Headlines From the Heartland: Reinventing the Hindi Public Sphere

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SAGE, May 8, 2007 - History - 308 pages
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In the 1990s, a newspaper revolution began blowing across northern and central India. When literacy levels rose, communications expanded, and purchasing power climbed in these Hindi-speaking states, newspapers followed—picking up readers in small towns and villages. Even while these newspapers surged to the top of national readership charts, they localised furiously in the race for readers. But in this universe of local news, questions arose about what localisation was doing to regional identity and consciousness.

Using notes from her pioneering field-study in eight states, Sevanti Ninan brilliantly brings alive India’s ongoing Hindi newspaper revolution, and its impact on politics, administration and society. Set against the socio-economic and political changes in the countryside, it is a remarkable story of how journalism flowered in unexpected and unorthodox ways, and colourful media marketing unfurled in the Hindi heartland.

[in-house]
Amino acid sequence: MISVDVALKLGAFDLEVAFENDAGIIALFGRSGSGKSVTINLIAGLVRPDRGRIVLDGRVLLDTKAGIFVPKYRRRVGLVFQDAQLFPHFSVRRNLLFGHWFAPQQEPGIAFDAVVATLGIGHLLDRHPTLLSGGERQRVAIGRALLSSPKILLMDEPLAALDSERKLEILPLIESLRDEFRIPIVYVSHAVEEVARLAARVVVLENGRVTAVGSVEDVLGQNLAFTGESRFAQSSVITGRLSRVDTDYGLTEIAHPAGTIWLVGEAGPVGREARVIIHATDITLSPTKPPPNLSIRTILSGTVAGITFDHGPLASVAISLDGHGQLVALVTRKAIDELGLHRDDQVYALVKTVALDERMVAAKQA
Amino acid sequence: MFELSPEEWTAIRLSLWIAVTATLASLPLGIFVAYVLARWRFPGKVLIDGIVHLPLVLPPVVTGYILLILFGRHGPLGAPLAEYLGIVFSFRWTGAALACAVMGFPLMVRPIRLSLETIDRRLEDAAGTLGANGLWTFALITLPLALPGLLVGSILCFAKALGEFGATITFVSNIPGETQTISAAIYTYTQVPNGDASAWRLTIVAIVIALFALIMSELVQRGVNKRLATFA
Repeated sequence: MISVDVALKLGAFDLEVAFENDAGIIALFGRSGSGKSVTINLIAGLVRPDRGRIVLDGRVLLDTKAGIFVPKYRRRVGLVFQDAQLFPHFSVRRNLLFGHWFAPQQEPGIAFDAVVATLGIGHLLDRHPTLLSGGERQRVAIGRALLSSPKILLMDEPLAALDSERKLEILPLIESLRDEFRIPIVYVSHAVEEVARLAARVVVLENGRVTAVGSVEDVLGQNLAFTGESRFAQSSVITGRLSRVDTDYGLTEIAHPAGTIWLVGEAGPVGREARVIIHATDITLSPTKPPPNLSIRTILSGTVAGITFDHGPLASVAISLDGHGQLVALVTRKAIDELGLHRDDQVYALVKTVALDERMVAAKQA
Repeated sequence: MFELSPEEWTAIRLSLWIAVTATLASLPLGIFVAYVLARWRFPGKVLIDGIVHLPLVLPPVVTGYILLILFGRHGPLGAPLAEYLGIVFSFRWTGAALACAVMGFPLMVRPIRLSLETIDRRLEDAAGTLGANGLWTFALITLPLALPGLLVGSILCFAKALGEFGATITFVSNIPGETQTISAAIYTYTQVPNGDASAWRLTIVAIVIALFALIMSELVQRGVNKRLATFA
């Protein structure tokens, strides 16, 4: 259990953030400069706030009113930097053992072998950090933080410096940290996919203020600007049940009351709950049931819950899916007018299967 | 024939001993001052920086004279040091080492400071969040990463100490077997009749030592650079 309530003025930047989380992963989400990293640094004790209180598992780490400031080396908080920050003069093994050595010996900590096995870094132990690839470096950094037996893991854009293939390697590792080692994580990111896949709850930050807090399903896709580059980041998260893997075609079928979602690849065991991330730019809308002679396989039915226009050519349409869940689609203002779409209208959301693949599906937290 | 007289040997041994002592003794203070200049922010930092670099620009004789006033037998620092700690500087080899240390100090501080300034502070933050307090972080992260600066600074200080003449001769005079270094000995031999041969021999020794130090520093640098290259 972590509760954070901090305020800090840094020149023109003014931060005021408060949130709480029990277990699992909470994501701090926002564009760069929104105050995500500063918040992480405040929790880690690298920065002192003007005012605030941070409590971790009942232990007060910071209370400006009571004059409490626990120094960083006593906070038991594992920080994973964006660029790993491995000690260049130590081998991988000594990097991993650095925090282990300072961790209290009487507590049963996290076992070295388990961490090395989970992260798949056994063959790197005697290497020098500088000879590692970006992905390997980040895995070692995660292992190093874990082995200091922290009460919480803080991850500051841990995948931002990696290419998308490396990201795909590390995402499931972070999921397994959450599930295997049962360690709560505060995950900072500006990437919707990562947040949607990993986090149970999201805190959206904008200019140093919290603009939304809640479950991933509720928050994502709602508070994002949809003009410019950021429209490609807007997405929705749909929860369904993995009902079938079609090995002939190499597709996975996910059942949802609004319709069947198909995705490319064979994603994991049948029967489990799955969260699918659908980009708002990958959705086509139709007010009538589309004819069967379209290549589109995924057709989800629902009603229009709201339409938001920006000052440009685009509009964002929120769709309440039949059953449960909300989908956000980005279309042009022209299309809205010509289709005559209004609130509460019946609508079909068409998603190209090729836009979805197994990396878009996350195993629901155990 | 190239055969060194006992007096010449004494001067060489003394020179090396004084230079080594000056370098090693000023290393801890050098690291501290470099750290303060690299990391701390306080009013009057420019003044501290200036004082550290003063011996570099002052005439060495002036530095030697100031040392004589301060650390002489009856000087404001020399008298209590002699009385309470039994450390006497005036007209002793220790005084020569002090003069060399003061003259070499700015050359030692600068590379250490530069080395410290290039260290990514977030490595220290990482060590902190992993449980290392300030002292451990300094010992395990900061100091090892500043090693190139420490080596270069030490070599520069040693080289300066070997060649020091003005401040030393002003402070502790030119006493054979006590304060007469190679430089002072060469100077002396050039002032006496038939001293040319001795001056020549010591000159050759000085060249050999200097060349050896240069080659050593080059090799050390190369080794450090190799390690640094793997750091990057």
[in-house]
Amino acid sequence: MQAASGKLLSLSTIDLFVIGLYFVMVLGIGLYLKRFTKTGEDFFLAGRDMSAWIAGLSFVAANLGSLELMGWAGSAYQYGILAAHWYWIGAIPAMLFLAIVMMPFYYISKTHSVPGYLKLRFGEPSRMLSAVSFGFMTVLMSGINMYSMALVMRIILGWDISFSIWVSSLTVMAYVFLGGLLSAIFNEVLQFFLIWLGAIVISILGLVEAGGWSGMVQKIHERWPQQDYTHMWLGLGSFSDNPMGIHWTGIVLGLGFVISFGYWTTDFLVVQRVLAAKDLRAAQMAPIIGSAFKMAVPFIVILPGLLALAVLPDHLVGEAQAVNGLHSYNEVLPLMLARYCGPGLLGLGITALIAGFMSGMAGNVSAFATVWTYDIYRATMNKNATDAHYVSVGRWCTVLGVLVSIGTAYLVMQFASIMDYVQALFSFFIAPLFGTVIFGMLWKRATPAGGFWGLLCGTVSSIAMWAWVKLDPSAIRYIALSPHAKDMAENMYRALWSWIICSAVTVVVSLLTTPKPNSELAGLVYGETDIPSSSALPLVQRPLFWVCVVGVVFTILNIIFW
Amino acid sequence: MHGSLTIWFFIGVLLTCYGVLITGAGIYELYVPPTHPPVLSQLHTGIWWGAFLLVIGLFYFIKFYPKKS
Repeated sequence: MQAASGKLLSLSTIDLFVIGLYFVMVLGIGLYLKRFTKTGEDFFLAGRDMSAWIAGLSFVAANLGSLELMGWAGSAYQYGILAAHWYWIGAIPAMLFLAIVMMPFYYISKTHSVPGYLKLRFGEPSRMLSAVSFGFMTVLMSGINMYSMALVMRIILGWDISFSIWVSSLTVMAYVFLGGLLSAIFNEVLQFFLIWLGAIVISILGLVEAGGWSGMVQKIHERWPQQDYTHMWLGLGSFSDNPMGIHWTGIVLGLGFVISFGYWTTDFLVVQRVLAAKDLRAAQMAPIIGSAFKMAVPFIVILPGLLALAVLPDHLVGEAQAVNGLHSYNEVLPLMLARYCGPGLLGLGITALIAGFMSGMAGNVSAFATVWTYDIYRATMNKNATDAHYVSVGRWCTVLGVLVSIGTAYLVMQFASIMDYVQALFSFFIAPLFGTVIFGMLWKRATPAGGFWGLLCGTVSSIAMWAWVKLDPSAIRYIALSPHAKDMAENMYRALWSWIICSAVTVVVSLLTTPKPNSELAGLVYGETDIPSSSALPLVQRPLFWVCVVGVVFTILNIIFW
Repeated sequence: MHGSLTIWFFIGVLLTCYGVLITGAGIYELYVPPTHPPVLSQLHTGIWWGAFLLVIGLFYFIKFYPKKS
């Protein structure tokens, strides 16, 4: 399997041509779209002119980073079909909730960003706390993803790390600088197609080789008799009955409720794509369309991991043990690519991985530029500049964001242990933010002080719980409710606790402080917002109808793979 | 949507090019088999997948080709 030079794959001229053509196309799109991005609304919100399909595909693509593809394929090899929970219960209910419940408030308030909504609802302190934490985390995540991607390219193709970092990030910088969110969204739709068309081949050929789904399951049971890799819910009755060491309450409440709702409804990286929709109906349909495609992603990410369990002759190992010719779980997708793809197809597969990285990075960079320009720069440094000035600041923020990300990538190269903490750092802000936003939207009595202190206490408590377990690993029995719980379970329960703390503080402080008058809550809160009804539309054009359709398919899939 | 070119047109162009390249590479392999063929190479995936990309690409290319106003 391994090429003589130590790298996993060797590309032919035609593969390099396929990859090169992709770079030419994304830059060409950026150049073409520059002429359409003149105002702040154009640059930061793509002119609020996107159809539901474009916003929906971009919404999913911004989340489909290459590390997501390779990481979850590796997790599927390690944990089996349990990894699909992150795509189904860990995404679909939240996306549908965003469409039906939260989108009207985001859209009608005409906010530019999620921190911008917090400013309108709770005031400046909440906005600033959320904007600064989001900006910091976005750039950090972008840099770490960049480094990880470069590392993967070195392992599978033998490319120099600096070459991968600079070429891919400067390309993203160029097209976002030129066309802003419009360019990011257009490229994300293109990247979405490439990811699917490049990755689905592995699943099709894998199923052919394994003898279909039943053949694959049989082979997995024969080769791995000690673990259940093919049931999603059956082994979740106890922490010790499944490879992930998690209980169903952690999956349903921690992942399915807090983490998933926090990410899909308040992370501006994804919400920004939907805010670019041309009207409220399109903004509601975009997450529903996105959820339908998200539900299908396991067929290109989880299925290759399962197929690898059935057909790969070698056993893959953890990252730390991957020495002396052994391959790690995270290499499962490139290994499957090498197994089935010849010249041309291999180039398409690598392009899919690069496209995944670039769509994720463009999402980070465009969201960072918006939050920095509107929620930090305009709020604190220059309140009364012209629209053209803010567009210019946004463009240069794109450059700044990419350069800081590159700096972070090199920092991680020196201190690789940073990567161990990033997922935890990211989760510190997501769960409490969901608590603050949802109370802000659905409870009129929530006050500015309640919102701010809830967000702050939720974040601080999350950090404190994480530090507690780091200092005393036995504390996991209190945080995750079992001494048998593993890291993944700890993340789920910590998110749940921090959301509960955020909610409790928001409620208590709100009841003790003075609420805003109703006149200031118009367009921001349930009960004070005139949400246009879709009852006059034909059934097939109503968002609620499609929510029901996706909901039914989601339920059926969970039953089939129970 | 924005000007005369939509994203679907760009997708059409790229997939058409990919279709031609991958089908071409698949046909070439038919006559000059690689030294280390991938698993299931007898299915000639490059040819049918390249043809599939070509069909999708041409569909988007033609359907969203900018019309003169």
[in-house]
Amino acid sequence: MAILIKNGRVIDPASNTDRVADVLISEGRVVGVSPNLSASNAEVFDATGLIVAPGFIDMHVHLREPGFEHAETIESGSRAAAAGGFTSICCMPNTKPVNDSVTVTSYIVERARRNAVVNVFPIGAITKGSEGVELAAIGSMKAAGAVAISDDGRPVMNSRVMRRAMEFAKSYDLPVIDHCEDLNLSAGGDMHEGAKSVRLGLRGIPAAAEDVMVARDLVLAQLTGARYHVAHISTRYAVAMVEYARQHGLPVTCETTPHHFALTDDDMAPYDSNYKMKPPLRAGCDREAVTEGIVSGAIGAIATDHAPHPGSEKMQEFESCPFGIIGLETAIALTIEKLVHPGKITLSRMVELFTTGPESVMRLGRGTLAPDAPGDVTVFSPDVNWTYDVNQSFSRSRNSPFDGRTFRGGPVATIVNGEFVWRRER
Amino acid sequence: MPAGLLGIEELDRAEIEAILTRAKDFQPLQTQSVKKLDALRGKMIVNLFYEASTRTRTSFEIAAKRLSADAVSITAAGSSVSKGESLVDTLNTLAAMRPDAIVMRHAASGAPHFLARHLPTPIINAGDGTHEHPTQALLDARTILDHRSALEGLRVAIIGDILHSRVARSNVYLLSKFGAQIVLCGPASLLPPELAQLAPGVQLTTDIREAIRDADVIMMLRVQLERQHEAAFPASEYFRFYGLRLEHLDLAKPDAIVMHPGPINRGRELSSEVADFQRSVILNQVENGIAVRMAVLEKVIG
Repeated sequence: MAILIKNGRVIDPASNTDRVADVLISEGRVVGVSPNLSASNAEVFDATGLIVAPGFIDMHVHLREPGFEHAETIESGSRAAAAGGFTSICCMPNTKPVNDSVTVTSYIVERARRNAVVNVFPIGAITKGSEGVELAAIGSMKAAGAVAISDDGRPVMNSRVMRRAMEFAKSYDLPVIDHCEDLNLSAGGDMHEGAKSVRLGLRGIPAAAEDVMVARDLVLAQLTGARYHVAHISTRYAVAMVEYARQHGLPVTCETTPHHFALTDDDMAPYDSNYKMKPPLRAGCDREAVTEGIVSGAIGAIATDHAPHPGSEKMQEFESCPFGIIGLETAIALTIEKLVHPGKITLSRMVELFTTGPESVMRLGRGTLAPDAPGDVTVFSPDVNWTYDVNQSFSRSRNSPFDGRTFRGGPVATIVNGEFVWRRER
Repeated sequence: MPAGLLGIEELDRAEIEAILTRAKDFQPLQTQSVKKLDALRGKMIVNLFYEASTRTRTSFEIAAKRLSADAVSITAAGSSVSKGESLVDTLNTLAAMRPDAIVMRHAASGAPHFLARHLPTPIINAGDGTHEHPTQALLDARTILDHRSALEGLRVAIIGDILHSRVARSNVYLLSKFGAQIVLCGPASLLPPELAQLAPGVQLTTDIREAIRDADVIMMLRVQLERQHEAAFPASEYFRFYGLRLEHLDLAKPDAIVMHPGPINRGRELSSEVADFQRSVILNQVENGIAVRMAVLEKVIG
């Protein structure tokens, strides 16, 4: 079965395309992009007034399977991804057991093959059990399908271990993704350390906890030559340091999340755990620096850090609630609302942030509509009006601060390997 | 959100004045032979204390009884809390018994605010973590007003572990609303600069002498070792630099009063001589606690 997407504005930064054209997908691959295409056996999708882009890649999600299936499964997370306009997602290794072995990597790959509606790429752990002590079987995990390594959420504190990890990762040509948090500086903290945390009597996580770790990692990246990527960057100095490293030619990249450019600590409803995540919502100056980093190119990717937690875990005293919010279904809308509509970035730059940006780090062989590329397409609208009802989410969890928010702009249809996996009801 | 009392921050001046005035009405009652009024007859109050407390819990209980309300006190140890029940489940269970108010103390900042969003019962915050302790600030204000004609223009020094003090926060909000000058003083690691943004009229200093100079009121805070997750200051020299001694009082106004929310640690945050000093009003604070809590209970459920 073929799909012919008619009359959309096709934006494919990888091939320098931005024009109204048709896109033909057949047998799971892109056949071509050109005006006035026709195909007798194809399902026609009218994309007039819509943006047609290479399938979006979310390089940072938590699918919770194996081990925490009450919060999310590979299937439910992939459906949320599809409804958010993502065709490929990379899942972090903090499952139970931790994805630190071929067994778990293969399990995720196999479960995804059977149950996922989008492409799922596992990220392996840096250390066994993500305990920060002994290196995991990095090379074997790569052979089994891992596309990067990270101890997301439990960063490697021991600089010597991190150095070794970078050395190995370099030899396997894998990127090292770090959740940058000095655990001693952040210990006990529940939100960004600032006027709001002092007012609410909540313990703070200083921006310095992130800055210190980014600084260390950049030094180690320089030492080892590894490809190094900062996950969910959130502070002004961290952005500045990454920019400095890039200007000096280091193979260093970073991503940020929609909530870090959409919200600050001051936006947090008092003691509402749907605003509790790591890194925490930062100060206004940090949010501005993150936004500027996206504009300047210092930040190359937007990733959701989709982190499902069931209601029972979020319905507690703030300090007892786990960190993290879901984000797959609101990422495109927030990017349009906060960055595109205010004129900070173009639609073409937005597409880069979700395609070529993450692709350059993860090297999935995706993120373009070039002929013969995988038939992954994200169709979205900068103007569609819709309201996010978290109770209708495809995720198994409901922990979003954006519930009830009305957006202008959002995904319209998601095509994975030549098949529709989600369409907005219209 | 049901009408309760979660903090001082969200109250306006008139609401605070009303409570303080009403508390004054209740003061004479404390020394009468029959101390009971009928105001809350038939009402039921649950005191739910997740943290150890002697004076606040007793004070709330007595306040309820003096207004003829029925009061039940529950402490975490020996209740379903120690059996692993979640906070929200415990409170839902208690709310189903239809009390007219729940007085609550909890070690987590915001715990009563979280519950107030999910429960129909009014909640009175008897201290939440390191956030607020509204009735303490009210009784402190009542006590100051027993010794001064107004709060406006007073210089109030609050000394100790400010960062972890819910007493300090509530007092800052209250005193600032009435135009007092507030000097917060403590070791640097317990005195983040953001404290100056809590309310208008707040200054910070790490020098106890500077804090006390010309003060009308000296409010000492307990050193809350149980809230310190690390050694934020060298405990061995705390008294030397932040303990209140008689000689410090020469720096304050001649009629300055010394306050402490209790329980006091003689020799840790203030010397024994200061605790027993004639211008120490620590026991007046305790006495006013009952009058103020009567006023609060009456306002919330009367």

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Contents

List of Tables
8
List of Illustrations
9
Acknowledgements
11
Reinventing the Public Sphere
13
The Evolution and Growth of Hindi Journalism
33
A Rural Newspaper Revolution
65
Creating New Media Hubs
91
Local News Gatherers
113
Journalists and Politicians
204
Caste and Communalism
216
The Development Discourse
230
Reconfiguring the Public Sphere
246
Change and Attrition
260
EpilogueHabermas Revisited
290
References
298
Index
301

The Universe of Local News
143
Media and Commerce
185
About the Author
309
Copyright

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